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Rotoscoping with the new Planar Tracker

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Simon Ubsdell
Rotoscoping with the new Planar Tracker
on Sep 7, 2017 at 12:34:13 pm

Having just spent a day doing some very tricky rotoscoping, I have been hugely impressed by how much easier it is with the new planar tracker in Fusion 9. It's genuinely shaved many hours off the job and made it a whole lot more fun, if you can say that about roto!

A lot of people think of a planar tracker as solely a tool for inserting screens or text into a background, but really that's only a small part of what makes it so useful.

If you have used the tracker in Resolve to track masks you will already know how this works. I don't know if the Fusion planar tracker is harnessing the same underlying technology but the results are just as awesome. It can really lock onto the trickiest of features and provide an automated solution that often needs only small amounts of manual tweaking.

I encourage you to try this if you haven't already - it's a game changer to have this now built into Fusion.

I made a short introductory tutorial about the planar tracker, but I only touched on how useful it is for more complex roto:







Make sure to use the Create Planar Transform option to maximise the value of this feature.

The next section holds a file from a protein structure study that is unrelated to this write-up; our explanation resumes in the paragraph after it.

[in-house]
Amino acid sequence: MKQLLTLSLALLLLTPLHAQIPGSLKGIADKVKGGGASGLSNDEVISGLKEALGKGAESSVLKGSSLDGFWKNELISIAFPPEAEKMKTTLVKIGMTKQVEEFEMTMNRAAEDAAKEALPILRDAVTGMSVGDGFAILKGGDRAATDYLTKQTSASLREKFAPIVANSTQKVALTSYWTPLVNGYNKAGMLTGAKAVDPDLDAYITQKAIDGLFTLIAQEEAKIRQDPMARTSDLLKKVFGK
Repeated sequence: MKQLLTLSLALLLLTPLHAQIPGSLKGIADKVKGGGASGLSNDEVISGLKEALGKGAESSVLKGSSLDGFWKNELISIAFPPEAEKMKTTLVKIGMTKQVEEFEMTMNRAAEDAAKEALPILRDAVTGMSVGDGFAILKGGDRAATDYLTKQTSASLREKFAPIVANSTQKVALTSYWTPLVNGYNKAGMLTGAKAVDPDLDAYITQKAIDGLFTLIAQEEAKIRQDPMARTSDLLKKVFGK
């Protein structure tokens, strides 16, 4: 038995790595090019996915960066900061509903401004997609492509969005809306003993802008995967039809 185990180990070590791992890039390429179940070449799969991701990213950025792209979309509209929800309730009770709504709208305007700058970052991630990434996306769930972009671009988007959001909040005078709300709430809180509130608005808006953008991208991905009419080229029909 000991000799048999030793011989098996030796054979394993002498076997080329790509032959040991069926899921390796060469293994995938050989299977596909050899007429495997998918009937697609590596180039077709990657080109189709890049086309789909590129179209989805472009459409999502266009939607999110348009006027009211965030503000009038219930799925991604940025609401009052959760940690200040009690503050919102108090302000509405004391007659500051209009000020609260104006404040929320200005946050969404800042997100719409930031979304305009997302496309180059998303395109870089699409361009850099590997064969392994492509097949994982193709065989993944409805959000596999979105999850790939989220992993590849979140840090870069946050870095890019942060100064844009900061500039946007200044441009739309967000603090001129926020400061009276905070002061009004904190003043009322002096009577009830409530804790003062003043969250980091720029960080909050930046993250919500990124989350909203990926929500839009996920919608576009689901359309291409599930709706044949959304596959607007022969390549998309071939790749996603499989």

Simon Ubsdell
tokyo productions
hawaiki


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Michael McCune
Re: Rotoscoping with the new Planar Tracker
on Nov 4, 2017 at 4:52:58 pm

Simon; RE the new Fusion planar tracker: how well would this tool work as a polygon tracker?

That is, track a set of points outlining an object with irregular dimensions, such as a face outline. A kind of Face Refinement tool, as Resolve now offers. A kind of auto-rotoscope tool.

We see in these forums repeated mention of the fact-of-life that sometimes one must roto the shape. This is fine for short clips. But not humanly possible for long clips, such as an interview: simple enough in regards to the shape but infeasible in respect of the many thousands of frames required. And no slaves.

Fusion ChromaKey masking seems the better of the options I have tried for this sort of work.


Thoughts???

Thanks, Mike


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Simon Ubsdell
Re: Rotoscoping with the new Planar Tracker
on Nov 4, 2017 at 5:40:36 pm
Last Edited By Simon Ubsdell on Nov 5, 2017 at 1:56:43 pm

[Michael McCune] "RE the new Fusion planar tracker: how well would this tool work as a polygon tracker?"

Obviously as the name implies the planar tracker tracks a "plane" in your image and then applies basic transforms to that. What it doesn't do is affect the position of individual roto points.

However, it is still immensely useful for things like facial touch-up. You can get a good track off any "flattish" surfaces such cheeks, foreheads, upper lips, chins, etc..

My suggest method is to track the area you want to fix, then a planar transform node and use it to transform a "fixed plate" of the area, to which you have applied to roto mask.

Remember to add grain to your fixed plate to avoid it looking "stuck on".

I'll try to do a tutorial on this at some point.

Simon Ubsdell
tokyo productions
hawaiki


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